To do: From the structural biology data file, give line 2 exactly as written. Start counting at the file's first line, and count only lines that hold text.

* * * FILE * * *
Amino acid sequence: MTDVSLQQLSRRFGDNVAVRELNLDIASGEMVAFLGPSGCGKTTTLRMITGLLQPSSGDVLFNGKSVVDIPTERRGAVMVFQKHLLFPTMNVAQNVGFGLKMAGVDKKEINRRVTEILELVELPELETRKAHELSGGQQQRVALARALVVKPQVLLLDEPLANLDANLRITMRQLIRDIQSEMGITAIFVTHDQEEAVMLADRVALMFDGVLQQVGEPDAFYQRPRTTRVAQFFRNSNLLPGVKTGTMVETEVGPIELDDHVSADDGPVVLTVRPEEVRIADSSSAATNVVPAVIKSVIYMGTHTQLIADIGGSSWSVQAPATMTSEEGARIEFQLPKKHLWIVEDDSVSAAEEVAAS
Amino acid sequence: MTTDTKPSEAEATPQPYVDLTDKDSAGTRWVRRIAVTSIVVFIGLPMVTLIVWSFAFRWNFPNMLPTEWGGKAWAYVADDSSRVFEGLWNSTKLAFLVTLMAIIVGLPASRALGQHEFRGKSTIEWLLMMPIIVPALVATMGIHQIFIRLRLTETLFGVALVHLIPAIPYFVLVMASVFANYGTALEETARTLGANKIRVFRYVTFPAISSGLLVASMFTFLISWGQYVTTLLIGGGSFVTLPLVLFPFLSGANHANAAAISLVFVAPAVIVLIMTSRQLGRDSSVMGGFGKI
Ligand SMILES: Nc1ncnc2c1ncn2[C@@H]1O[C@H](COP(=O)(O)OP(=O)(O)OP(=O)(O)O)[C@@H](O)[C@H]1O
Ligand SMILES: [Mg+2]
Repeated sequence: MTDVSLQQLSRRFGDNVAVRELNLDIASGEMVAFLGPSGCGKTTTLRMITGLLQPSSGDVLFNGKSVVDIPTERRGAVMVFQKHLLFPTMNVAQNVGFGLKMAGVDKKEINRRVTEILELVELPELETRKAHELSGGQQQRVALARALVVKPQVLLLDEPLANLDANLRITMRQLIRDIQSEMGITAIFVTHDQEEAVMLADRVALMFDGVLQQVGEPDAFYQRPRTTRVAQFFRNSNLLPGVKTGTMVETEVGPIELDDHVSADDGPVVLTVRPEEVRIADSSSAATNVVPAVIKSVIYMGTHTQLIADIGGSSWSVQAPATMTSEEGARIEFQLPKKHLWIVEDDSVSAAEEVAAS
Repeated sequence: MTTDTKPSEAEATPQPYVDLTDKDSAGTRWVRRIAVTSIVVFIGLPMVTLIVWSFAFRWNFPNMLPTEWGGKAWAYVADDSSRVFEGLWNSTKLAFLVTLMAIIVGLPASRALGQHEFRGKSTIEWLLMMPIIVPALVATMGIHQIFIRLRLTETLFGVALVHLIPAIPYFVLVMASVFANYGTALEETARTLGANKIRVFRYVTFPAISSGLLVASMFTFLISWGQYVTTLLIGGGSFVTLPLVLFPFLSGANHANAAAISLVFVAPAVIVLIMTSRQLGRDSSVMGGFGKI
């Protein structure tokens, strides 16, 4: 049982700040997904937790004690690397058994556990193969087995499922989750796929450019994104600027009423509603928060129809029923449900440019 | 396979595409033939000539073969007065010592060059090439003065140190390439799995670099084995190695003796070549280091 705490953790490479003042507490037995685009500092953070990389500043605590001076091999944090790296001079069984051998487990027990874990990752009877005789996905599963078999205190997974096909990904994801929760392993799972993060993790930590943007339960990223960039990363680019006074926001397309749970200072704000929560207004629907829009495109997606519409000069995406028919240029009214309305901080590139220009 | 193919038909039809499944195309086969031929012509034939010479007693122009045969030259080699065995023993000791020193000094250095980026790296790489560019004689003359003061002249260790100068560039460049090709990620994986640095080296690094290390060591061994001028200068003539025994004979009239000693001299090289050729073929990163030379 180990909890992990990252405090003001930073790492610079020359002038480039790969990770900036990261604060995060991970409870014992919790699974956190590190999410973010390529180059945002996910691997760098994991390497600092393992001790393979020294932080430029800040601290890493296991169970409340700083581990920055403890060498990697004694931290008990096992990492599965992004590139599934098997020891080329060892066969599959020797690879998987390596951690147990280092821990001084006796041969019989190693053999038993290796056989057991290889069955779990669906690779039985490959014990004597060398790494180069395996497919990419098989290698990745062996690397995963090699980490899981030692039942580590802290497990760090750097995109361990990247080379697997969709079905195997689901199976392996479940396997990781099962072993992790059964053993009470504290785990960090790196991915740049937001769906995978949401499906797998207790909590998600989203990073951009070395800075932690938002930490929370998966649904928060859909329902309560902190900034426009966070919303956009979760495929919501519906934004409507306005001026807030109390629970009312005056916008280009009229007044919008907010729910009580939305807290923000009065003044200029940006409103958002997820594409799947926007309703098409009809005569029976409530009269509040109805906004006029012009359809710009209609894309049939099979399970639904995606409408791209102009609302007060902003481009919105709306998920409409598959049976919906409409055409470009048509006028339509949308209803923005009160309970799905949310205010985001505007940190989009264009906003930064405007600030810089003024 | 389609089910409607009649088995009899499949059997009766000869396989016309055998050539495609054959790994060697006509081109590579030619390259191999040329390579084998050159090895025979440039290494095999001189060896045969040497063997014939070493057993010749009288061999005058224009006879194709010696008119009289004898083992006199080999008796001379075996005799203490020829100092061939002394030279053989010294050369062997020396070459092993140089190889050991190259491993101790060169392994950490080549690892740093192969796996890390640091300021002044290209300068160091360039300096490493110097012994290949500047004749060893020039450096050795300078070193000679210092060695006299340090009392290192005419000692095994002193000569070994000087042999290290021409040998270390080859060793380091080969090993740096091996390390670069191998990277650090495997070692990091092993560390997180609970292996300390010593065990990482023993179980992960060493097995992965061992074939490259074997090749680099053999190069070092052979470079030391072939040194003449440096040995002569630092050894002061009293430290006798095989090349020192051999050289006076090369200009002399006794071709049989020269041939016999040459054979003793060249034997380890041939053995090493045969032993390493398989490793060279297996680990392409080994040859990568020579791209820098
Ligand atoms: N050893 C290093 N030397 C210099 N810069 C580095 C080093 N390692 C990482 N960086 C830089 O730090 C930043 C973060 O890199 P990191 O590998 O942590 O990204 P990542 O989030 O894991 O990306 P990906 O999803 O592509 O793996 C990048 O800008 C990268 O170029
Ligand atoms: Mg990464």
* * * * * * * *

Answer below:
Amino acid sequence: MTTDTKPSEAEATPQPYVDLTDKDSAGTRWVRRIAVTSIVVFIGLPMVTLIVWSFAFRWNFPNMLPTEWGGKAWAYVADDSSRVFEGLWNSTKLAFLVTLMAIIVGLPASRALGQHEFRGKSTIEWLLMMPIIVPALVATMGIHQIFIRLRLTETLFGVALVHLIPAIPYFVLVMASVFANYGTALEETARTLGANKIRVFRYVTFPAISSGLLVASMFTFLISWGQYVTTLLIGGGSFVTLPLVLFPFLSGANHANAAAISLVFVAPAVIVLIMTSRQLGRDSSVMGGFGKI